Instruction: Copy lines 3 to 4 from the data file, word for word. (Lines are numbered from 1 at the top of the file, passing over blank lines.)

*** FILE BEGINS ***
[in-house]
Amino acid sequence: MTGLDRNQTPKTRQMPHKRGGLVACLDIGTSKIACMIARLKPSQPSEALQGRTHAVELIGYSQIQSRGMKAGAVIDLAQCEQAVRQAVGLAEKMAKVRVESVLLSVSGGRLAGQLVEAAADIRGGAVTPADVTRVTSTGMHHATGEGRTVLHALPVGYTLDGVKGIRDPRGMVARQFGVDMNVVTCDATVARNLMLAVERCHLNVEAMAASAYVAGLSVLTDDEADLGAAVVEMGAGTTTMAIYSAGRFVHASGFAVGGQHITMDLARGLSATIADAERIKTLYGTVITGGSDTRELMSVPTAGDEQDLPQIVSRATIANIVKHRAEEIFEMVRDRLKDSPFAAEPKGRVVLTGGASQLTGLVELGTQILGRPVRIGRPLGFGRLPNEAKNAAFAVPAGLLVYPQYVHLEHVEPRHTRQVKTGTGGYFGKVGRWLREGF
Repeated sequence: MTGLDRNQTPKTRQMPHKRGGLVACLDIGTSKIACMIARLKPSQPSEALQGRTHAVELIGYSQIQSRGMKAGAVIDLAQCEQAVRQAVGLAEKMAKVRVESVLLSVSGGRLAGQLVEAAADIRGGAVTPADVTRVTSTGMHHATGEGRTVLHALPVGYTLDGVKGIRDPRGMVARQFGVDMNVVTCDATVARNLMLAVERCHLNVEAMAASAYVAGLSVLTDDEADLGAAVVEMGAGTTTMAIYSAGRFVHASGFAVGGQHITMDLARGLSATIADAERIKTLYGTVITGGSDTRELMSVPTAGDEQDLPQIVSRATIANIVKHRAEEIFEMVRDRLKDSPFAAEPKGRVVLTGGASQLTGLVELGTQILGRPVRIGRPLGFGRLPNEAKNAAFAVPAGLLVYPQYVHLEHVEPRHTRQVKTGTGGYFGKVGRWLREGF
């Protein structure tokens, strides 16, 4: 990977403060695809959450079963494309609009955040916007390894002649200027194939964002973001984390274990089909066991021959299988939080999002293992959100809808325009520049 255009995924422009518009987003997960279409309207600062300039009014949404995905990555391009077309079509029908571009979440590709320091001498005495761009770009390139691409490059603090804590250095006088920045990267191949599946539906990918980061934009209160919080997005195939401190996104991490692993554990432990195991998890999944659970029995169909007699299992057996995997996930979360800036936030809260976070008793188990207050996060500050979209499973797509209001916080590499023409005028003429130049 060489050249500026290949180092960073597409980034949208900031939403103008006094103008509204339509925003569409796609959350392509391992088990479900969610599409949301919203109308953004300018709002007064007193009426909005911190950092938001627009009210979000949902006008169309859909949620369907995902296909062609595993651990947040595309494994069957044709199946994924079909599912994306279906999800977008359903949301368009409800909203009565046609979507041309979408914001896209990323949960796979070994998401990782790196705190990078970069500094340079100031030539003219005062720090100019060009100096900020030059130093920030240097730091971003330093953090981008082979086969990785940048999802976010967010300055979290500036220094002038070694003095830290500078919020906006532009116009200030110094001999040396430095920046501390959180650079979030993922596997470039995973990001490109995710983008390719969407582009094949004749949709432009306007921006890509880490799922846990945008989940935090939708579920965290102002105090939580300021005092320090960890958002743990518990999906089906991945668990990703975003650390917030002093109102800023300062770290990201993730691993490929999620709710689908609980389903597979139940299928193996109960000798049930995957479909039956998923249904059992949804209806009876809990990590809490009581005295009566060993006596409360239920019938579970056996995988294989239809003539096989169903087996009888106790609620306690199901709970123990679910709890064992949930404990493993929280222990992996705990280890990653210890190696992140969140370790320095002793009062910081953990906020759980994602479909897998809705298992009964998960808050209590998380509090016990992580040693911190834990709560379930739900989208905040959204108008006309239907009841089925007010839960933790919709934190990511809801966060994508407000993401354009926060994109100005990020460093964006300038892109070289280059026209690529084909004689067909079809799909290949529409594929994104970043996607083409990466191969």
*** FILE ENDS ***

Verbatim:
Repeated sequence: MTGLDRNQTPKTRQMPHKRGGLVACLDIGTSKIACMIARLKPSQPSEALQGRTHAVELIGYSQIQSRGMKAGAVIDLAQCEQAVRQAVGLAEKMAKVRVESVLLSVSGGRLAGQLVEAAADIRGGAVTPADVTRVTSTGMHHATGEGRTVLHALPVGYTLDGVKGIRDPRGMVARQFGVDMNVVTCDATVARNLMLAVERCHLNVEAMAASAYVAGLSVLTDDEADLGAAVVEMGAGTTTMAIYSAGRFVHASGFAVGGQHITMDLARGLSATIADAERIKTLYGTVITGGSDTRELMSVPTAGDEQDLPQIVSRATIANIVKHRAEEIFEMVRDRLKDSPFAAEPKGRVVLTGGASQLTGLVELGTQILGRPVRIGRPLGFGRLPNEAKNAAFAVPAGLLVYPQYVHLEHVEPRHTRQVKTGTGGYFGKVGRWLREGF
């Protein structure tokens, strides 16, 4: 990977403060695809959450079963494309609009955040916007390894002649200027194939964002973001984390274990089909066991021959299988939080999002293992959100809808325009520049 255009995924422009518009987003997960279409309207600062300039009014949404995905990555391009077309079509029908571009979440590709320091001498005495761009770009390139691409490059603090804590250095006088920045990267191949599946539906990918980061934009209160919080997005195939401190996104991490692993554990432990195991998890999944659970029995169909007699299992057996995997996930979360800036936030809260976070008793188990207050996060500050979209499973797509209001916080590499023409005028003429130049 060489050249500026290949180092960073597409980034949208900031939403103008006094103008509204339509925003569409796609959350392509391992088990479900969610599409949301919203109308953004300018709002007064007193009426909005911190950092938001627009009210979000949902006008169309859909949620369907995902296909062609595993651990947040595309494994069957044709199946994924079909599912994306279906999800977008359903949301368009409800909203009565046609979507041309979408914001896209990323949960796979070994998401990782790196705190990078970069500094340079100031030539003219005062720090100019060009100096900020030059130093920030240097730091971003330093953090981008082979086969990785940048999802976010967010300055979290500036220094002038070694003095830290500078919020906006532009116009200030110094001999040396430095920046501390959180650079979030993922596997470039995973990001490109995710983008390719969407582009094949004749949709432009306007921006890509880490799922846990945008989940935090939708579920965290102002105090939580300021005092320090960890958002743990518990999906089906991945668990990703975003650390917030002093109102800023300062770290990201993730691993490929999620709710689908609980389903597979139940299928193996109960000798049930995957479909039956998923249904059992949804209806009876809990990590809490009581005295009566060993006596409360239920019938579970056996995988294989239809003539096989169903087996009888106790609620306690199901709970123990679910709890064992949930404990493993929280222990992996705990280890990653210890190696992140969140370790320095002793009062910081953990906020759980994602479909897998809705298992009964998960808050209590998380509090016990992580040693911190834990709560379930739900989208905040959204108008006309239907009841089925007010839960933790919709934190990511809801966060994508407000993401354009926060994109100005990020460093964006300038892109070289280059026209690529084909004689067909079809799909290949529409594929994104970043996607083409990466191969």